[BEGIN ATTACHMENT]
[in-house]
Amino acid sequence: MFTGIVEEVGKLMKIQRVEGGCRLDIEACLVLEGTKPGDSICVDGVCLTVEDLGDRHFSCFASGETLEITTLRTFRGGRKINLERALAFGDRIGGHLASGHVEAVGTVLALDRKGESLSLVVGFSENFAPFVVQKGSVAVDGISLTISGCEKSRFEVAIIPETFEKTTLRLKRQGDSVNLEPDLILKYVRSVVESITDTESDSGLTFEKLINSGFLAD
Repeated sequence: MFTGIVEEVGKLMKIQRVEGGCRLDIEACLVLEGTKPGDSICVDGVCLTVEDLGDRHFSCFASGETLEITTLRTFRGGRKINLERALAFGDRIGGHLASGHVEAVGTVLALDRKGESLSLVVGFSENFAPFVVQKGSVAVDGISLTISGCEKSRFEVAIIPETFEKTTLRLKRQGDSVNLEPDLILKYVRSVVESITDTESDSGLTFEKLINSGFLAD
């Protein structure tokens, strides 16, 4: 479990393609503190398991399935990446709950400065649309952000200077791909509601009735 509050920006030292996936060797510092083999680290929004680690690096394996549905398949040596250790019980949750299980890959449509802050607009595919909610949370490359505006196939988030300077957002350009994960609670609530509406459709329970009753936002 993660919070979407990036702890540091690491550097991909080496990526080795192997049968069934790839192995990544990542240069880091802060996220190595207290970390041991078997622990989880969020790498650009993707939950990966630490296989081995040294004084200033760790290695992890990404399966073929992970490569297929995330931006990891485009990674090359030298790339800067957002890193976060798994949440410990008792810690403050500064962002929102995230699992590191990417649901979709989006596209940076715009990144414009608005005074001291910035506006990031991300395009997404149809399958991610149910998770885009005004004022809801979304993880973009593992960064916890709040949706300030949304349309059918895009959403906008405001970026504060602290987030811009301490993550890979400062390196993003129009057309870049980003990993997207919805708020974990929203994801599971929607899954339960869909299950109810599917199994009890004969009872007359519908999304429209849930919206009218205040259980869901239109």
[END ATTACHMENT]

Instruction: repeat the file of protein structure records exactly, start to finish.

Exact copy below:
[in-house]
Amino acid sequence: MFTGIVEEVGKLMKIQRVEGGCRLDIEACLVLEGTKPGDSICVDGVCLTVEDLGDRHFSCFASGETLEITTLRTFRGGRKINLERALAFGDRIGGHLASGHVEAVGTVLALDRKGESLSLVVGFSENFAPFVVQKGSVAVDGISLTISGCEKSRFEVAIIPETFEKTTLRLKRQGDSVNLEPDLILKYVRSVVESITDTESDSGLTFEKLINSGFLAD
Repeated sequence: MFTGIVEEVGKLMKIQRVEGGCRLDIEACLVLEGTKPGDSICVDGVCLTVEDLGDRHFSCFASGETLEITTLRTFRGGRKINLERALAFGDRIGGHLASGHVEAVGTVLALDRKGESLSLVVGFSENFAPFVVQKGSVAVDGISLTISGCEKSRFEVAIIPETFEKTTLRLKRQGDSVNLEPDLILKYVRSVVESITDTESDSGLTFEKLINSGFLAD
């Protein structure tokens, strides 16, 4: 479990393609503190398991399935990446709950400065649309952000200077791909509601009735 509050920006030292996936060797510092083999680290929004680690690096394996549905398949040596250790019980949750299980890959449509802050607009595919909610949370490359505006196939988030300077957002350009994960609670609530509406459709329970009753936002 993660919070979407990036702890540091690491550097991909080496990526080795192997049968069934790839192995990544990542240069880091802060996220190595207290970390041991078997622990989880969020790498650009993707939950990966630490296989081995040294004084200033760790290695992890990404399966073929992970490569297929995330931006990891485009990674090359030298790339800067957002890193976060798994949440410990008792810690403050500064962002929102995230699992590191990417649901979709989006596209940076715009990144414009608005005074001291910035506006990031991300395009997404149809399958991610149910998770885009005004004022809801979304993880973009593992960064916890709040949706300030949304349309059918895009959403906008405001970026504060602290987030811009301490993550890979400062390196993003129009057309870049980003990993997207919805708020974990929203994801599971929607899954339960869909299950109810599917199994009890004969009872007359519908999304429209849930919206009218205040259980869901239109």